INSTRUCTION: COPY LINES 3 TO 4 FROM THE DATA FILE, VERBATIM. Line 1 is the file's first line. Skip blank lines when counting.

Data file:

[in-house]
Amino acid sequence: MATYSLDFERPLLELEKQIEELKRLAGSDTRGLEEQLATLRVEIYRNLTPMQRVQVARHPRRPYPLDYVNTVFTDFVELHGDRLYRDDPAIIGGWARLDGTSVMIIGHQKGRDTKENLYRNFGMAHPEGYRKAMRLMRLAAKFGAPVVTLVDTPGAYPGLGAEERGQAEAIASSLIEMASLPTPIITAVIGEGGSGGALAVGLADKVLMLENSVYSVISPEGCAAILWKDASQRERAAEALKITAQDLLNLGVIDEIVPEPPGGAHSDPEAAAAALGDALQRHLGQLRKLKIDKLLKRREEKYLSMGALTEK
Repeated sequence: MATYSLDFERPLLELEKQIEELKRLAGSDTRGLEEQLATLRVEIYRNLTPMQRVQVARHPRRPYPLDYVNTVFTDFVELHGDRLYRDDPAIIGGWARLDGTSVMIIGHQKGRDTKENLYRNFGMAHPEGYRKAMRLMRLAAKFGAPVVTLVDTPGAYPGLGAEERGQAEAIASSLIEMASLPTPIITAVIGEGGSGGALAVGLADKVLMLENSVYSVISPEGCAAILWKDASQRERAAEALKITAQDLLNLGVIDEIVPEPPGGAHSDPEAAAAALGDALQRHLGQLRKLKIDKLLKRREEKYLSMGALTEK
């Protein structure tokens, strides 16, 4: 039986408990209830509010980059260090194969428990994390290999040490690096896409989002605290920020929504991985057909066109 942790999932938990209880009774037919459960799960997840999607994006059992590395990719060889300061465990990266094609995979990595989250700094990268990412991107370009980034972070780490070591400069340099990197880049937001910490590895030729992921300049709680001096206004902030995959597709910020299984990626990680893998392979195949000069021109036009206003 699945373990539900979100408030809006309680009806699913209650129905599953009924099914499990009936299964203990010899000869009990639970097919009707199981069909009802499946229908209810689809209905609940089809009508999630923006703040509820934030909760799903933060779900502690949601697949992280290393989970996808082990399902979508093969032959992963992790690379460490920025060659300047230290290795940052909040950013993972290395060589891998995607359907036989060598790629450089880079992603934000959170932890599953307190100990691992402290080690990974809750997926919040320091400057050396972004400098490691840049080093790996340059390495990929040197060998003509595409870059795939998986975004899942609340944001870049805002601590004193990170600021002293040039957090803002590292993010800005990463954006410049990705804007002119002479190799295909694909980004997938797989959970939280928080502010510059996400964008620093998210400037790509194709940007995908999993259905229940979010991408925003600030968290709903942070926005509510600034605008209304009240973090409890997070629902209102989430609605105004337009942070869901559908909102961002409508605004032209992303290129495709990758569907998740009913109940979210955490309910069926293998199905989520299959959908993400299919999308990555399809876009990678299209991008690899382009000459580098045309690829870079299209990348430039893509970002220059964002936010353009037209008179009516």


Repeated sequence: MATYSLDFERPLLELEKQIEELKRLAGSDTRGLEEQLATLRVEIYRNLTPMQRVQVARHPRRPYPLDYVNTVFTDFVELHGDRLYRDDPAIIGGWARLDGTSVMIIGHQKGRDTKENLYRNFGMAHPEGYRKAMRLMRLAAKFGAPVVTLVDTPGAYPGLGAEERGQAEAIASSLIEMASLPTPIITAVIGEGGSGGALAVGLADKVLMLENSVYSVISPEGCAAILWKDASQRERAAEALKITAQDLLNLGVIDEIVPEPPGGAHSDPEAAAAALGDALQRHLGQLRKLKIDKLLKRREEKYLSMGALTEK
């Protein structure tokens, strides 16, 4: 039986408990209830509010980059260090194969428990994390290999040490690096896409989002605290920020929504991985057909066109 942790999932938990209880009774037919459960799960997840999607994006059992590395990719060889300061465990990266094609995979990595989250700094990268990412991107370009980034972070780490070591400069340099990197880049937001910490590895030729992921300049709680001096206004902030995959597709910020299984990626990680893998392979195949000069021109036009206003 699945373990539900979100408030809006309680009806699913209650129905599953009924099914499990009936299964203990010899000869009990639970097919009707199981069909009802499946229908209810689809209905609940089809009508999630923006703040509820934030909760799903933060779900502690949601697949992280290393989970996808082990399902979508093969032959992963992790690379460490920025060659300047230290290795940052909040950013993972290395060589891998995607359907036989060598790629450089880079992603934000959170932890599953307190100990691992402290080690990974809750997926919040320091400057050396972004400098490691840049080093790996340059390495990929040197060998003509595409870059795939998986975004899942609340944001870049805002601590004193990170600021002293040039957090803002590292993010800005990463954006410049990705804007002119002479190799295909694909980004997938797989959970939280928080502010510059996400964008620093998210400037790509194709940007995908999993259905229940979010991408925003600030968290709903942070926005509510600034605008209304009240973090409890997070629902209102989430609605105004337009942070869901559908909102961002409508605004032209992303290129495709990758569907998740009913109940979210955490309910069926293998199905989520299959959908993400299919999308990555399809876009990678299209991008690899382009000459580098045309690829870079299209990348430039893509970002220059964002936010353009037209008179009516």